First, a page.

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Best Practices for Bioinformatics Research

University Of Adelaide - Bioinformatics Hub

Last Revised 23-Jan-2017

Reproducible Research

  • All research should be reproducible from a technical standpoint:
    • If two runs of the same code produce different results, these are not valid results.
  • Never edit files using a GUI:
    • If provided with Excel or csv files which require editing or transforming, write code to do this.
      1. You will know exactly what you have done, and so will other researchers
      2. The chances of you having to repeat the editing with revised data are high, so write the code once
  • Reproducible doesn't mean correct
    • Reproducible code with errors will simply reproduce the errors. Make sure your code is analytically sound.

Coding Practices

Write code for people, not computers

  • Variable names must be easy to interpret:
    • e.g. a list of genomes should be called genomeList not g
    • Don't call objects results and results2. Include information in the name.
    • Typing extra characters is easy using auto-complete
  • Comment your code extensively:
    • You will have to revisit most analyses in the future. Write comments to remind yourself of what you've done.
    • Collaborators with less coding experience than you will often need to read your code. Communication is much easier if they can understand what you've actually done.
  • Write intelligent comments
    • Comments such as # Load all data could be better written as # The data is spread across 183 csv files in the directory /myData. Load all into a single object
    • Too much information in a comment never broke a program
  • Be stylistically consistent
    • This just makes your code easier to follow for everyone

Always Use Version Control

  • Version control is not just for package or software development.
    • Use version control for every analysis!
    • Only use private repositories if required
  • Be consistent across an organisation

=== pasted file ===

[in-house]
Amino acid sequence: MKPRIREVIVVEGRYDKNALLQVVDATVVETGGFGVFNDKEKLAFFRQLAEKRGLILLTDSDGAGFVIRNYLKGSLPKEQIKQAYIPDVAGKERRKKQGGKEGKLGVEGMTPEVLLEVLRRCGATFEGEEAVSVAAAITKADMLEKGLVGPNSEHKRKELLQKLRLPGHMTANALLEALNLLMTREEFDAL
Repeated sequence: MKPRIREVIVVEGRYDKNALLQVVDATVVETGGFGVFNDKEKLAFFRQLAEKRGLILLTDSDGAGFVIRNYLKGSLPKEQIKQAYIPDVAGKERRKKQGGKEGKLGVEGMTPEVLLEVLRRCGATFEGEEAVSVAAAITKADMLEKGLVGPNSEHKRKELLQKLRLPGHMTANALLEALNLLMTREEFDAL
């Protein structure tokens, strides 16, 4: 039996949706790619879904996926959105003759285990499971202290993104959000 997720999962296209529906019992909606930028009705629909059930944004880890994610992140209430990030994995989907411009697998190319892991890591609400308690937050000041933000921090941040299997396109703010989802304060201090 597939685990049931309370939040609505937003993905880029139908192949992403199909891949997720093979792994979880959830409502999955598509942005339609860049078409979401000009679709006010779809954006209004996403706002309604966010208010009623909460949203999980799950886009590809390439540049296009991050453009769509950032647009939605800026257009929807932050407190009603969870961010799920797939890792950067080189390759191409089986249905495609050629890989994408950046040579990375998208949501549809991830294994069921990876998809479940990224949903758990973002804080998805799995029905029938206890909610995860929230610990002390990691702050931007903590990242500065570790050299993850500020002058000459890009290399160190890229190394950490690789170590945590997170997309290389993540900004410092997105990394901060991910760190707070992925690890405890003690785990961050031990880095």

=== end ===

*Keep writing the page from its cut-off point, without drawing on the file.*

• Git is the version control methodology used by the Bioinformatics Hub
  • Make incremental changes
    • Recompile or rerun regularly to minimise coding errors.
    • Stage after a successful run
  • Write informative commit messages
    • This makes it easier to find old code
  • Use a remote code repository
    • Push your code daily. This provides an up-to-date copy in the case of disk failure
    • This also enables collaborators to contribute

Error Handling

  • Include Checks:
    • These can include simple things like the presence of a file with the correct name, to verification of the output of a function.
  • Error Handling:
    • You will make mistakes! Often.
    • Write code to fail quickly and clearly on errors
    • Write clear error messages

Data Management

Data Integrity

  • Keep a copy of all source data

    • Utilise storage which is backed up by the storage provider.
    • For UofA research, use the phoenix HPC system
  • Make the source data read-only

    • This prevent accidental deletion or editing as a result of poorly written, or copied scripts can easily do this
    • This setting can easily be temporarily changed as required

Metadata and Study Design are important

  • Always begin an analysis by decribing the data, motivation and the intended path to the results.
  • Where possible, make raw data available
    • At the very least, key collaborators should know where to find it.

Research Collaborations

  • Always confirm with the principal researcher before collaborating (or adding new collaborators)
    • If you've made a contribution which has not been approved by the PI, don't be surprised if it is not treated with the respect you hope for
  • Agree on the key positions of authors in advance
    • Any significant contributon should be rewarded with co-authorship

Record Keeping

  • Never use a GUI
    • Ever
  • Analytic code must be version controlled
    • This provides digitally verified copies of the analysis with dates recorded
    • Old approaches which need to be reinstated can be accessed
  • Keep a lab book
    • Despite working mainly in silico, records of new approaches should be written and signed off in a lab book
    • Keep full details of thought processes and ideas for new analytic approaches
    • These are essential to legal proceedings (e.g. prosecuting a patent)
  • See previous section about source data

Hub Preferred Approaches

Operating Systems

  • Ubuntu >14.04 is the preferred OS
  • Mac OSX > 10.9 is also acceptable
  • Windows 10 is not desired, but can be used to provide access to Ubuntu running on this OS. Windows < 10 is not acceptable

Statistical And General Data Analysis

  • This is to be perfomed using scripting languages such as R or Python
    • R-Markdown or Sweave are preferred for analysis
    • Additional languages such as bash and go are also appropriate
  • Excel, SPSS etc are not acceptable

Version Control

  • Git is the only acceptable version control system
  • is the preferred repository, although can be used for code with privacy requirements
  • Analysis stored in a private repository must have a minimum of two users with read access or higher

Theses and Journal Articles

  • LaTeX is the recommended language for formal documents
  • Avoid Microsoft products to avoid frustration


A Brief Summary Of Best Practices For Bioinformatics



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